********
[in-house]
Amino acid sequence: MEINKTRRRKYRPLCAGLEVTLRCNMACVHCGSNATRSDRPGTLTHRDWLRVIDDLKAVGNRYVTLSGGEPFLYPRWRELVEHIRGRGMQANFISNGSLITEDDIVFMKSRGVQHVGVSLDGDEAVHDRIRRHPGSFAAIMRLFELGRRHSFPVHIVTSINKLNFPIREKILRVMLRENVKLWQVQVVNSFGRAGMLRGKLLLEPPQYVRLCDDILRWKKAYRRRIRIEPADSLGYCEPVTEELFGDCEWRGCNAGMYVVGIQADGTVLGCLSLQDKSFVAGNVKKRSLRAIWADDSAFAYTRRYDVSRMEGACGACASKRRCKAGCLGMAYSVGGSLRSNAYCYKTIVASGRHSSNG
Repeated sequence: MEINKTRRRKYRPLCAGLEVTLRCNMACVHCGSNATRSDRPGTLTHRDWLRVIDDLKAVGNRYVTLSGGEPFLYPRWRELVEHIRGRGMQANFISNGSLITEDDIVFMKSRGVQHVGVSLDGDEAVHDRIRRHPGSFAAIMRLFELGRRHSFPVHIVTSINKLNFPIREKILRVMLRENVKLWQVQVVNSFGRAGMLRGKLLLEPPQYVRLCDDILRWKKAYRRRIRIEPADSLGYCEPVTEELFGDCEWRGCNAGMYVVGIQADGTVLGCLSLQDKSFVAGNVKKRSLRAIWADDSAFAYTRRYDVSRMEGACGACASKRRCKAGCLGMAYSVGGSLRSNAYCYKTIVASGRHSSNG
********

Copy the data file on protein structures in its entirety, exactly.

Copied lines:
[in-house]
Amino acid sequence: MEINKTRRRKYRPLCAGLEVTLRCNMACVHCGSNATRSDRPGTLTHRDWLRVIDDLKAVGNRYVTLSGGEPFLYPRWRELVEHIRGRGMQANFISNGSLITEDDIVFMKSRGVQHVGVSLDGDEAVHDRIRRHPGSFAAIMRLFELGRRHSFPVHIVTSINKLNFPIREKILRVMLRENVKLWQVQVVNSFGRAGMLRGKLLLEPPQYVRLCDDILRWKKAYRRRIRIEPADSLGYCEPVTEELFGDCEWRGCNAGMYVVGIQADGTVLGCLSLQDKSFVAGNVKKRSLRAIWADDSAFAYTRRYDVSRMEGACGACASKRRCKAGCLGMAYSVGGSLRSNAYCYKTIVASGRHSSNG
Repeated sequence: MEINKTRRRKYRPLCAGLEVTLRCNMACVHCGSNATRSDRPGTLTHRDWLRVIDDLKAVGNRYVTLSGGEPFLYPRWRELVEHIRGRGMQANFISNGSLITEDDIVFMKSRGVQHVGVSLDGDEAVHDRIRRHPGSFAAIMRLFELGRRHSFPVHIVTSINKLNFPIREKILRVMLRENVKLWQVQVVNSFGRAGMLRGKLLLEPPQYVRLCDDILRWKKAYRRRIRIEPADSLGYCEPVTEELFGDCEWRGCNAGMYVVGIQADGTVLGCLSLQDKSFVAGNVKKRSLRAIWADDSAFAYTRRYDVSRMEGACGACASKRRCKAGCLGMAYSVGGSLRSNAYCYKTIVASGRHSSNG